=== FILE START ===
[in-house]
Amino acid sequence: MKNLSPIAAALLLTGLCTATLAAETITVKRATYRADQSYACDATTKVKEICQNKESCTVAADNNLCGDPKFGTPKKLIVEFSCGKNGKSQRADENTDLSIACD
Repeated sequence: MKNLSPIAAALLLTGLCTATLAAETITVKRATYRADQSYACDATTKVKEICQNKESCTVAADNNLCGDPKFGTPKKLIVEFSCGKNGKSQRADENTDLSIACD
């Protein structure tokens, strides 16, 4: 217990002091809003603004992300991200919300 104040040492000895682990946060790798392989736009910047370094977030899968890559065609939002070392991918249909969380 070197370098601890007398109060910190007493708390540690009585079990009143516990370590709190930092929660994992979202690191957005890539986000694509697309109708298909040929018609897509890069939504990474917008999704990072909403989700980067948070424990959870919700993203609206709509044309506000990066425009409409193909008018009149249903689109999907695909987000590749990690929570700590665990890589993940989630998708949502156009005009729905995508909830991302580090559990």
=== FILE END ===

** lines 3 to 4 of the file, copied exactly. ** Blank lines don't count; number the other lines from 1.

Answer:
Repeated sequence: MKNLSPIAAALLLTGLCTATLAAETITVKRATYRADQSYACDATTKVKEICQNKESCTVAADNNLCGDPKFGTPKKLIVEFSCGKNGKSQRADENTDLSIACD
């Protein structure tokens, strides 16, 4: 217990002091809003603004992300991200919300 104040040492000895682990946060790798392989736009910047370094977030899968890559065609939002070392991918249909969380 070197370098601890007398109060910190007493708390540690009585079990009143516990370590709190930092929660994992979202690191957005890539986000694509697309109708298909040929018609897509890069939504990474917008999704990072909403989700980067948070424990959870919700993203609206709509044309506000990066425009409409193909008018009149249903689109999907695909987000590749990690929570700590665990890589993940989630998708949502156009005009729905995508909830991302580090559990």